This holiday season, like every holiday season, at the St. Vincent de Paul Georgia main offices, we hosted and served a meal for people in need in the area. Our guests were the people that we help everyday with emergency food bags or those who come in and use our computer lab to look for work or to just keep a connection to the rest of the world. We had our staff, some members of the Board of Directors, and some of our regular volunteers working to set up, serve the food, and clean up.
This wasn’t any big deal really; many of you reading this do it all the time at your place of worship, or community center, or at another ministry in the area where you live. I used to take my kids to serve meals at a place in Marietta when we first moved here in 1992 and I did that regularly for many, many years. It was in fact how I was first introduced to SVdP and began working with them as a volunteer long before being hired as the CEO/Executive Director in 2006.
The most important part of that afternoon was not that we fed the folks that came, but that we ate with the folks that came. We sat at the same tables and we shared the same meal and we shared a half an hour or so of humanity and fellowship. We did not just feed the hungry through the turkey, ham, and side dishes that we provided on a plate; we fed the basic need that each one of us has to connect with another human being in fellowship and respect and love.
That connection, that humanity, is what makes the work of St. Vincent de Paul, through our ‘home visit’ such a vital, unique, and important part of the work of the Society. But is important to understand that the ‘home’ in home visit is going to be different for different people. A home visit can occur in many places. It doesn’t have to occur within the confines of someone’s living room or kitchen table. If someone’s home is their car or the bridge over the highway, or the park then what?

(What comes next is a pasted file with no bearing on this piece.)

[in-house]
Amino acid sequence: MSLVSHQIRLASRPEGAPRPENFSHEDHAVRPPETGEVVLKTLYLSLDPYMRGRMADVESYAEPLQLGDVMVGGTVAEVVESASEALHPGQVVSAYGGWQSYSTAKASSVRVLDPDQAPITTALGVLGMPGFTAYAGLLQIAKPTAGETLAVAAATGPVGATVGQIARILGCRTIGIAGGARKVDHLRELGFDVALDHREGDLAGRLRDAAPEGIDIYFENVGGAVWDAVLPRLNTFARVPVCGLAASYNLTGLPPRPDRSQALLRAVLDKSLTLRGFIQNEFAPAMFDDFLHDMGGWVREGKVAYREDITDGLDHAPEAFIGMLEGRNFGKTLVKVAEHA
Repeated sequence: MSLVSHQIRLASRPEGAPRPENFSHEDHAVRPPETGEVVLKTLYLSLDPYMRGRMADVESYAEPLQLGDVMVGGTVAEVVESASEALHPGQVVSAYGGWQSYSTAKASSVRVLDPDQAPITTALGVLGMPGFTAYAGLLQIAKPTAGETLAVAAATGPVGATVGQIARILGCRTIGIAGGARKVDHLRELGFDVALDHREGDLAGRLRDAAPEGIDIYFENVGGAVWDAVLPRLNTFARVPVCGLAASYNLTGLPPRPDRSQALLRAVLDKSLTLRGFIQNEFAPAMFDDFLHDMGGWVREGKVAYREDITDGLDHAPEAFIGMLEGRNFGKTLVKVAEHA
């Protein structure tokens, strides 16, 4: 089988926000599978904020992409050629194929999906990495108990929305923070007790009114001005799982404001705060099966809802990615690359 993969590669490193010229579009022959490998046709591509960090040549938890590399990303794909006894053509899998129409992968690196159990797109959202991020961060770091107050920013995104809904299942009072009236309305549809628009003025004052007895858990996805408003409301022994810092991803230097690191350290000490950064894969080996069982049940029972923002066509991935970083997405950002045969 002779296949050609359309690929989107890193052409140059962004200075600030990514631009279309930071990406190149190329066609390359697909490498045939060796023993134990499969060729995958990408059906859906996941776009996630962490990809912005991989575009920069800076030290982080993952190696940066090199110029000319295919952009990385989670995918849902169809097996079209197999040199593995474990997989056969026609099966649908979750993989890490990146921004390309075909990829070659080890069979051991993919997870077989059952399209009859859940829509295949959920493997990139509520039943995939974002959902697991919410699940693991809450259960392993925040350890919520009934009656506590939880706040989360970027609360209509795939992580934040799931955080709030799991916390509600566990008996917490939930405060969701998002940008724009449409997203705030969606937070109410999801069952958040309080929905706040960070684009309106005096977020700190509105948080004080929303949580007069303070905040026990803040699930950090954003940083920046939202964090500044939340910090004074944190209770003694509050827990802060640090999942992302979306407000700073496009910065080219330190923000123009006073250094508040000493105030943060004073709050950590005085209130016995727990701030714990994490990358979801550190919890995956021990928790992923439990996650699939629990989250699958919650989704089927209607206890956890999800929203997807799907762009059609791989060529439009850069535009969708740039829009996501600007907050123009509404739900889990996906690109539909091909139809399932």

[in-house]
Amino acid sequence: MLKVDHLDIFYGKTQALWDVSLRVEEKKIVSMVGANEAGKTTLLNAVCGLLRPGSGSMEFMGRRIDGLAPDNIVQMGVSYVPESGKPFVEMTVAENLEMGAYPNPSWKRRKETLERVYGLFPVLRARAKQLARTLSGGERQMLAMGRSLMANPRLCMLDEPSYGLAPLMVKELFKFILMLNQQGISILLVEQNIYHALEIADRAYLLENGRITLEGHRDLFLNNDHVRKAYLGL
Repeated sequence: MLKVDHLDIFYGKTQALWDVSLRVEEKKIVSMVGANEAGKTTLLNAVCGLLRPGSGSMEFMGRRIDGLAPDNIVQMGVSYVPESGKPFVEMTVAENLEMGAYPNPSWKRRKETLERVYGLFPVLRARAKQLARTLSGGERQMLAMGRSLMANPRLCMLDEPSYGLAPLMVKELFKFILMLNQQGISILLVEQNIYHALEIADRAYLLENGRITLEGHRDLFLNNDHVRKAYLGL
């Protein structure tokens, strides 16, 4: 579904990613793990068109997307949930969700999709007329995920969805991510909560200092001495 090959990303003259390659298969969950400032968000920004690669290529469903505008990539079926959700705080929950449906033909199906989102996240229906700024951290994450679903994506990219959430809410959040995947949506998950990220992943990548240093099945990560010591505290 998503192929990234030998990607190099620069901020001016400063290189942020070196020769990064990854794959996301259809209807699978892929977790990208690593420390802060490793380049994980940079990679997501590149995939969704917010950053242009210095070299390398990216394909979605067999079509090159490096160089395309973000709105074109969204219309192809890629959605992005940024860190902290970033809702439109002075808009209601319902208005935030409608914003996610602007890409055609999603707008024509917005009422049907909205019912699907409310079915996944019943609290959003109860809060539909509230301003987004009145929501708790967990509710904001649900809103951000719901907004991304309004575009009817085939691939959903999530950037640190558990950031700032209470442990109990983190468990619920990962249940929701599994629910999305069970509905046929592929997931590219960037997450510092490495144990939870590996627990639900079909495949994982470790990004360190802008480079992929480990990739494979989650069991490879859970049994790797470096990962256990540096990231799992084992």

You may recall the old expression, “Home is where the heart is”. And in the Gospels we hear “For where your treasure is, there will your heart be also.” Matthew 6:21, Luke 12:34.
So maybe those two very different sources can lead us to an acceptable answer to the question. The ‘home’ in which we are called to serve people in need is not a physical building or a room that we have arbitrarily deemed a home.
Rather it is a place where two hearts, guided and touched by love and respect in ways we can never fully understand, come together. And in that coming together we bring the treasure of our humanity and celebrate its wonderfulness.
And maybe for someone that ‘home’ for a few hours was just a turkey dinner on a plastic plate eaten at a folding table and chairs in the middle of an office. But that time was shared with another human being who brought the reassure of their presence – and it was good.
May you and yours enjoy a Merry Christmas, Happy Hanukah, or other celebration in this season of joy; and a very Happy New Year.